Monday, March 06, 2006

Muslim Nutcase Runs Down Students

Last Friday a 22-year-old Iranian, Mohammed Reza Taheri-Azar, plowed an SUV into a group of students in Chapel Hill, North Carolina, injuring nine people, six of whom were taken to a hospital for treatment, but were not seriously hurt. Taheri-Azar, a graduate of UNC-Chapel Hill told police he did it to protest Muslim deaths around the world.

This nut is now charged with nine counts of attempted murder and nine counts of assault. Too bad the bystanders didn’t do what they ought to have done after this mindless act, which would have been to drag that jackass from his SUV and beat him senseless. That type of immediate and commensurate justice makes an impression on the rest of us that no jury trial can match.

Yes, I know: We don’t believe in vigilante justice in America. We are a nation of laws, and that certainly is of great value. But you know what? Maybe if ol’ Mohammed had known that if he tried to run down a bunch of students that the rest of them would beat his brains out, he might not have done it. It’s called deterrence, and there’s not nearly enough of that these days.

As it is, ol’ Mo was shown on TV being escorted while in custody with a smirk on his face. I’m betting that if a couple of irate students had dealt with him first, he wouldn’t have been smiling.

If things go as they should, Mo will be able to reflect on his stupidity for several years in jail, although that’s not quite as good as if he had gotten his butt stomped first.

Meanwhile, here’s yet another piece of evidence in support of the idea that Islam is full of people who are either willing to inflict violence on us non-believers, or just stand by watch others do it without saying a word of protest.

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JL Pagano said...

I have read your blog for a long time Mr S, and I have always respected your stance on numerous issues despite not agreeing with them, but I really must express disappointment with your assertions in this post. In my view, if there is a "line" to be crossed, for the first time, your toe has strayed over it.

Of course this man's actions were reprehensible by every account.

But to take a blatantly anti-Islam stance when such random acts of violence are known to have happened all over America by people of all race and creeds and claiming to be motivated by all kinds of fanaticism [White Aryan supremacy to name but one], is absolutely astounding. Such rhetoric can only serve to prolong the problem in my view, and if repeated often enough can lead to someone being unjustly harmed.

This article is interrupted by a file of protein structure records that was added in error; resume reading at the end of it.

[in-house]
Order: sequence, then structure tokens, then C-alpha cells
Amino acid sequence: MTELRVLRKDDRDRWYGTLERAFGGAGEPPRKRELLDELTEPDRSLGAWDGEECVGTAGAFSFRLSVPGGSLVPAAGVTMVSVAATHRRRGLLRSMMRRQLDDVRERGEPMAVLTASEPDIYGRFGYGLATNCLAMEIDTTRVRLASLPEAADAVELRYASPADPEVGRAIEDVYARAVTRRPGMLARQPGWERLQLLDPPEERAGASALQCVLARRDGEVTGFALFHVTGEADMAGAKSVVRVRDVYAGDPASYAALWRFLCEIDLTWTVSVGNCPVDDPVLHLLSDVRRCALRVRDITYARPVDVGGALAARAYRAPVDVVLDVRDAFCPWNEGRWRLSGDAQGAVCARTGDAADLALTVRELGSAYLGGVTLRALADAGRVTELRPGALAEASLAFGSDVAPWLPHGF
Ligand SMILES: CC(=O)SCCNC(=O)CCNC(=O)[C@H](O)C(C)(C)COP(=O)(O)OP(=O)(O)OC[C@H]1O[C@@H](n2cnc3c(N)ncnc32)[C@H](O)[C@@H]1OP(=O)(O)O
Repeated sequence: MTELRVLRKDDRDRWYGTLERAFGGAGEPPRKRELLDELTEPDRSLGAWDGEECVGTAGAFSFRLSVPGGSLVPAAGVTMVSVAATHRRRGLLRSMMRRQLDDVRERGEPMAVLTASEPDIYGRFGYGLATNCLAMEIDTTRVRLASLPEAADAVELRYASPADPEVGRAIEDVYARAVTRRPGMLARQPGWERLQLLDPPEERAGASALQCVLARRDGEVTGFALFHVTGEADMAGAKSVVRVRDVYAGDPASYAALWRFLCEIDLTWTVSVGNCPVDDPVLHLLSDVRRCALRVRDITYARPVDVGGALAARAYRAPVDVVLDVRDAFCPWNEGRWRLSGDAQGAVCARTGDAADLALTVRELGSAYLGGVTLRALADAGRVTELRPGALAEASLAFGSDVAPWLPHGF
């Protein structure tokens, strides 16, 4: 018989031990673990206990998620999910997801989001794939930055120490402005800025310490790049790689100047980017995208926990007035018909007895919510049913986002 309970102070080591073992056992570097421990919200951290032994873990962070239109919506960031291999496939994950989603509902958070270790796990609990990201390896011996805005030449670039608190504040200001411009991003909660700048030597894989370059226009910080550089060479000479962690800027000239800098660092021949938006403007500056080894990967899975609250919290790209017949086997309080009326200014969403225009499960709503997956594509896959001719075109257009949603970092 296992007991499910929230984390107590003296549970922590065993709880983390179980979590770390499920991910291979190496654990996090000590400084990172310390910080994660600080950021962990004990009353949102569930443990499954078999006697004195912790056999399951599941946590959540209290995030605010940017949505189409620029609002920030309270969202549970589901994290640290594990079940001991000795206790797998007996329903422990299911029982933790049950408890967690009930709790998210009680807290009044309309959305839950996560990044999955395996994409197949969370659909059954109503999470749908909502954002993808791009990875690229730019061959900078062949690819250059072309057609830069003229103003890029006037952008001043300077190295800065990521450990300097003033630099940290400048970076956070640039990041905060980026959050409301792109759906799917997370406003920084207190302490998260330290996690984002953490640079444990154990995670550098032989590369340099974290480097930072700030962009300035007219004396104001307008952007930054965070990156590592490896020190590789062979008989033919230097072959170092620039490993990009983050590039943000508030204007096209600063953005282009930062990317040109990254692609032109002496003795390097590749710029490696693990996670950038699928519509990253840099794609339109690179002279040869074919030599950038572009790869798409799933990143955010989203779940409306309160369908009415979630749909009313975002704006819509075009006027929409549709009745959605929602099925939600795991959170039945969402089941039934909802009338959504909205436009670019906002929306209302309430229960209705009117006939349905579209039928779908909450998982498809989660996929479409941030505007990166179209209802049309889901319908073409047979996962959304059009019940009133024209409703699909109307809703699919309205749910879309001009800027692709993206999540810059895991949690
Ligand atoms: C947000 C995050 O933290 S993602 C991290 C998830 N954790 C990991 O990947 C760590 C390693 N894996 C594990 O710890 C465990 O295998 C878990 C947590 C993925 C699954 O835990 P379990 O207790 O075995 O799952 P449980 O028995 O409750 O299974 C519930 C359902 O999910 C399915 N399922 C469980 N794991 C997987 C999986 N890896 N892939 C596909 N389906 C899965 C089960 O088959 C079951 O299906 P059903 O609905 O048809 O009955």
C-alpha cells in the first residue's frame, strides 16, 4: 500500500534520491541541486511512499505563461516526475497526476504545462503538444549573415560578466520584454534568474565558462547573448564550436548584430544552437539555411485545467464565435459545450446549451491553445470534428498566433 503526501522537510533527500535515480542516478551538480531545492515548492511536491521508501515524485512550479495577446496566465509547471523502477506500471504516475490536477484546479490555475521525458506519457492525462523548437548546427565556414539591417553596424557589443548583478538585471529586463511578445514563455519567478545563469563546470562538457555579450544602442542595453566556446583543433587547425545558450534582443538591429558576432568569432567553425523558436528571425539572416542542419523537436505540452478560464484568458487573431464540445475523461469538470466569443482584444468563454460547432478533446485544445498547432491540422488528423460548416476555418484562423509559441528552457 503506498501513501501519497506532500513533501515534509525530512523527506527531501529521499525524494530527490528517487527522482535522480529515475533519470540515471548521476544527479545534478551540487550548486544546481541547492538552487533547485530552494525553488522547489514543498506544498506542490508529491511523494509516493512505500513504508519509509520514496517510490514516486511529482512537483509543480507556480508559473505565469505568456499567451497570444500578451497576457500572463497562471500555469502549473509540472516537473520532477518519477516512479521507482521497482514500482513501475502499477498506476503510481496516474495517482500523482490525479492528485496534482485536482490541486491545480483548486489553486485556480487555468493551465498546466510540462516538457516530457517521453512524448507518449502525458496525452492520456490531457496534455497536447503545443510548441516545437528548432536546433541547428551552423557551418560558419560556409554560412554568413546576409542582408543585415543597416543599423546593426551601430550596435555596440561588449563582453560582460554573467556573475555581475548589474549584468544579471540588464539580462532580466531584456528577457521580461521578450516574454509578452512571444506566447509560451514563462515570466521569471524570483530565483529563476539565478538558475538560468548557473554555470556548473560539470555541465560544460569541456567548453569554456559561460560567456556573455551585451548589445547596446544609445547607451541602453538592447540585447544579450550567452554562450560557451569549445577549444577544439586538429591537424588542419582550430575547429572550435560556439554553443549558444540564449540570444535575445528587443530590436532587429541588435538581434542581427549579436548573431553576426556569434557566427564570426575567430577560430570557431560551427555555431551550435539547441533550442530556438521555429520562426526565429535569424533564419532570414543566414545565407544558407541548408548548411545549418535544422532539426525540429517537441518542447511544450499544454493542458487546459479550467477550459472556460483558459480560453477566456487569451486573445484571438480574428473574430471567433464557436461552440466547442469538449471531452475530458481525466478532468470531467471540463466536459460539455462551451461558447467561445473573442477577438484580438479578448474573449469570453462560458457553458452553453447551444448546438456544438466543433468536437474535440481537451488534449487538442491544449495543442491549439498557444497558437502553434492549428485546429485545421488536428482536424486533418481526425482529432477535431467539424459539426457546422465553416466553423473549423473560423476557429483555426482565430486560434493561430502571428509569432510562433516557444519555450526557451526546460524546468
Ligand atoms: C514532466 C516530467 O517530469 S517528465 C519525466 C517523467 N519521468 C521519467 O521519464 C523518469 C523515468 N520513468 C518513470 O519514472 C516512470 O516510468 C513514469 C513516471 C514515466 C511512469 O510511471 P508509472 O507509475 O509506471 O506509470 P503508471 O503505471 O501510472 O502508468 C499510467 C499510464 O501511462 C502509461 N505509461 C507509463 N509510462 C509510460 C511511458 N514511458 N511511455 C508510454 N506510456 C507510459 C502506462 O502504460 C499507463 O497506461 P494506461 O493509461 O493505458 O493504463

America quite rightly prides herself for embracing the concept of "Liberty and justice for all". It's quite simple. She should uphold those values at all times. The man was dealt with correctly.

James Shott said...

You have indeed been a loyal reader, Mr. P., even if we most often disagree philosophically.

However, I would argue that my stance re: Islam is not at all a blanket opposition to it, but a growing impatience with the increasing instances of violence committed by Muslim fanatics, and Islam’s continuing failure to stem this growing violence against innocents in Allah’s name by what we are led to believe is a relatively small faction. Furthermore, I don’t believe that Muslim violence is random at all. There may be no central planning, but there certainly is a connecting thread, and that thread is a fanatical desire to destroy all who don’t worship Allah.

I also am angered that the person who committed this act benefits from the American justice system, compounding the wrong: Not only were people injured and nearly killed, but the perpetrator gains notoriety during the judicial process. That is why I think vigilante justice would be apt, and why it might deter some other similar acts. Most of these people are cowards. They won’t face their enemy in a fair fight.

JL Pagano said...

"I also am angered that the person who committed this act benefits from the American justice system"

This is where we fundamentally disagree. You seem to think that some people are entitled to a different kind of "justice" than others, which for me, makes a mockery of the very word justice itself.

While I actually appreciate your view more than you may realise, it is where you suggested that onlookers should have administered a beating that I took umbrage. How on earth were they to know what had just happened or that it was deliberate? And if enough statements like yours are made, who is to say a Muslim person may not unjustly take a beating in the future? Is that an America you can be proud of?

I take a similar view in the troubles that face the island of Ireland. It is easy to see the "war" as between America and Islam. If you buy into that concept, it makes rationalisation extremely simple. "We are the good guys, they are the enemy". I argue that the true polarization exists between those who want peace and those who want conflict. Those of the former variety exist in both "camps"; in fact, most of them don't even fully recognise the existence of "camps". It is generally fear that keeps their voices silent, a fear of reprisals [ironically from either side] if they express their desire for a resolution.